Writer’s Quote Wednesday – Alex Haley

It is the last week of Black History Month and I have chosen to dedicate this Writer’s Quote Wednesday to the much loved and highly controversial, Alex Haley. Born Alexander Murray Palmer Haley, he is best known for writing The Autobiography of Malcolm X and Roots: The Saga of an American Family.

The controversy surrounding him is centered on his book Roots which he maintained was an accurate history of his family traced all the way back through his ancestor Kunta Kinte. Kunta was stolen from Africa and brought to America as a slave and renamed Toby. He states that the family history was told to each successive generation and through research he was able to find the exact village his African ancestor was from.

Years after the book was written Haley was sued for plagiarism and settled outside of court. It is a known fact that much of his book was stolen from at least two other sources, Harold Courlander’s The African and Margaret Walker’s book, Jubilee. And worse, the rest, all the “facts” of his family history, was pretty much made up. I did not know this when I first read Roots as a teenager. I learned it many years later and I felt so, so betrayed. I refused to believe it at first but the more I read on the subject the more it became apparent that Haley had lied to us all.

Having said that you are probably wondering why I have chosen to write about him. It is because regardless of the controversy, when I read Roots, it changed me. I saw the history of slavery and this country in a new light. Growing up I knew that my family must have descended from slaves but we have no history, no country, no culture we can say we are from. And so I felt no connection to the nameless, faceless ancestors who lived and died so I could be here.

Roots gave the ancestors of black people in America a face, Roots made them real. I know these were not my ancestors but mine were something like that. Mine lived through that terrible time, they suffered, and it was more horrible than I was ever taught in school. So while the story may be made up, and it may even be pieced together from other’s work, I cannot discount the way it made me feel. I at least give it that credit.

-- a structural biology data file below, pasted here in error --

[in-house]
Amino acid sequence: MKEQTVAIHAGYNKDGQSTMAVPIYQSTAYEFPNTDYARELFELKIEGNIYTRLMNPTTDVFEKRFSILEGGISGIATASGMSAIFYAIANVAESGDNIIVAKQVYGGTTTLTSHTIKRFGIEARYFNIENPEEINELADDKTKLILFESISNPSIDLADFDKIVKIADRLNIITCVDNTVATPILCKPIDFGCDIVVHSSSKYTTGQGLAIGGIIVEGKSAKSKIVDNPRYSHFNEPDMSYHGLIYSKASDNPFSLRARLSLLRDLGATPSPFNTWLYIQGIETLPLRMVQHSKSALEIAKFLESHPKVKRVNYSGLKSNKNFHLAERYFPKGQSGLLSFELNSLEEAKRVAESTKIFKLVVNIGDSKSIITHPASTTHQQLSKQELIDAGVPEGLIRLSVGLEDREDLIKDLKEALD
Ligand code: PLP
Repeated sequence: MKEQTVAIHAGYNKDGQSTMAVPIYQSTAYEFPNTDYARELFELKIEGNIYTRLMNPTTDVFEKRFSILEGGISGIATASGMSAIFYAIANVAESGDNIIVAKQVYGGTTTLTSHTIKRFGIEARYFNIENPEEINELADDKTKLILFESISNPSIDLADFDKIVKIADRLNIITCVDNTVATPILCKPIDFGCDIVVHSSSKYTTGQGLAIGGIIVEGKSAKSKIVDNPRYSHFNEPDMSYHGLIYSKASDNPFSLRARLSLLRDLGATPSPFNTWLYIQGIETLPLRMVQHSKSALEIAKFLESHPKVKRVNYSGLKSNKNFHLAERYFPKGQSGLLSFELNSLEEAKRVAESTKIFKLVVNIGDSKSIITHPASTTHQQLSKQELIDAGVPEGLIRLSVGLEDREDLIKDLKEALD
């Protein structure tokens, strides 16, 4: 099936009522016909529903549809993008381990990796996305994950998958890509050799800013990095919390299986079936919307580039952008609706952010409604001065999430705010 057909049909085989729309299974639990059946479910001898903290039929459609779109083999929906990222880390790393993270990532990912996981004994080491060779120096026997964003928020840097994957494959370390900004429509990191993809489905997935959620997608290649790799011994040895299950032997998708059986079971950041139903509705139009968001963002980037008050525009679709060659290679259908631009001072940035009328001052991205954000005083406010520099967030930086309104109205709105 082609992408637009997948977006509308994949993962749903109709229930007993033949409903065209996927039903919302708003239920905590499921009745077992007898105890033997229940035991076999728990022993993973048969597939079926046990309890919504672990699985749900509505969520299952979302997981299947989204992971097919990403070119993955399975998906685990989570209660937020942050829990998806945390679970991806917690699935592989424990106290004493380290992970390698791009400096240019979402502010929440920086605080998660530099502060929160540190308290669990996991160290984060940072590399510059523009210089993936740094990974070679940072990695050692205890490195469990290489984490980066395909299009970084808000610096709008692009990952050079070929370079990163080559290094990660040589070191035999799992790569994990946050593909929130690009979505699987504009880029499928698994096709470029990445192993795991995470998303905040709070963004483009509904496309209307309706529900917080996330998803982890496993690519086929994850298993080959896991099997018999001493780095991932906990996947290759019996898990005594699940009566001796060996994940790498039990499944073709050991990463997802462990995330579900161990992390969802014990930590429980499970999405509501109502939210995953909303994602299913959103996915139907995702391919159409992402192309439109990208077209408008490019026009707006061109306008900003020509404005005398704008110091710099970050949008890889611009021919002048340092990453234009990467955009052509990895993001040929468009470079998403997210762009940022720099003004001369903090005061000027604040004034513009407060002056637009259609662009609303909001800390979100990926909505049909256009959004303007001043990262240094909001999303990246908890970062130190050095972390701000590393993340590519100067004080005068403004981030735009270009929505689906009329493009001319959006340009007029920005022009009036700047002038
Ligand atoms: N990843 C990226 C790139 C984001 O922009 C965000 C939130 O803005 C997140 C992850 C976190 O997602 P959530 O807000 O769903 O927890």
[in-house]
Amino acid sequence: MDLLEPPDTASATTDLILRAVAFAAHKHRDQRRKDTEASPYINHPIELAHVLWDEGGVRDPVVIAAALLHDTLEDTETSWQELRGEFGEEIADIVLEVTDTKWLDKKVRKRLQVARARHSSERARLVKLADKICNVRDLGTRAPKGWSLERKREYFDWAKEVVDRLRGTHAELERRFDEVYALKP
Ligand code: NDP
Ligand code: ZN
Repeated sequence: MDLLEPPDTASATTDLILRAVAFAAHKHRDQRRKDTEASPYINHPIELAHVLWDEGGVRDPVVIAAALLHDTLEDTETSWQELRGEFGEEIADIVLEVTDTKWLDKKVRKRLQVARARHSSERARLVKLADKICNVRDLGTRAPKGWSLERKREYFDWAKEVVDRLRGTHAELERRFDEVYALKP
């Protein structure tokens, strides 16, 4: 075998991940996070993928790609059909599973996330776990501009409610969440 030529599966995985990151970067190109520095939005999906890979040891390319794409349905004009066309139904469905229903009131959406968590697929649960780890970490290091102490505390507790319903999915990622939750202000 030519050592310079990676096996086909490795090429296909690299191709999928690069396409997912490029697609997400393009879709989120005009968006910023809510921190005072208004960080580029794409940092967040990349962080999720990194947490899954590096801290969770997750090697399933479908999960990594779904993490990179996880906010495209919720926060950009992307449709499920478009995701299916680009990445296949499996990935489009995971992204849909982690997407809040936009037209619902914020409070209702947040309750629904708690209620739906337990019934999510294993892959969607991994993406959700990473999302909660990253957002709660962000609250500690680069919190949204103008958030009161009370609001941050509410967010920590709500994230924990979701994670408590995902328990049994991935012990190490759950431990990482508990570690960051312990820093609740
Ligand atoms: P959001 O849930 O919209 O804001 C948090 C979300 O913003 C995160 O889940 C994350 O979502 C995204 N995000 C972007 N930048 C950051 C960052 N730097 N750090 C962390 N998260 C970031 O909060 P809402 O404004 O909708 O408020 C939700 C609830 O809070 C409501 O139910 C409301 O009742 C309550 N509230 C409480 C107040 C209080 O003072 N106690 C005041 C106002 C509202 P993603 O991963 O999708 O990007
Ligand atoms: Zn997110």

The copy I have was stolen from my own father’s book shelf (or maybe my grandfather’s, I can’t quite remember) over 15 years ago. I have read it many times over and the cover is now torn and barely hanging on. For me, in addition to the story, this book has sentimental value as well.

“In my writing, as much as I could, I tried to find the good, and praise it.”

― Alex Haley

I chose this quote because, like Haley, in my writing and in everything I do I try to find the good. Some times it isn’t so easy though. As I get older I feel myself becoming more and more cynical but I am fighting it. I am beginning to feel very down about the state of the world and people in it and finding the will to be compassionate and caring isn’t as easy as it once was

There are so many people in this world who are angry and distrustful and have lost the ability to see goodness and beauty and I don’t want to become one of them. Life is hard and full of ugliness and too much of what I read, particularly on the internet, reflects that. Too much of it has become negativity talk and ranting. Not enough of it is about goodness, beauty, positivity, or compassion.

I do not mean we shouldn’t be writing about bad things but we can show the good too, even if it’s a good that doesn’t exist yet. There is a goodness in all truths when you are showing something to the world that needs to be seen. So try, in everything you write, to show some good because the world already has more than enough bad stuff in it. And the worse things get, the more we need to be shown some good.


6 Replies to “Writer’s Quote Wednesday – Alex Haley”

  1. Roots was very influential to me growing up. It determined once and for all to me that racism is complete and utter rubbish. Well done you for bringing this to attention!
    In the TV series I loved it when Alex found his ancestors, but like many adapted screen plays the book takes some beating. It describes the horror of slavery in great detail, and I will never forget it…


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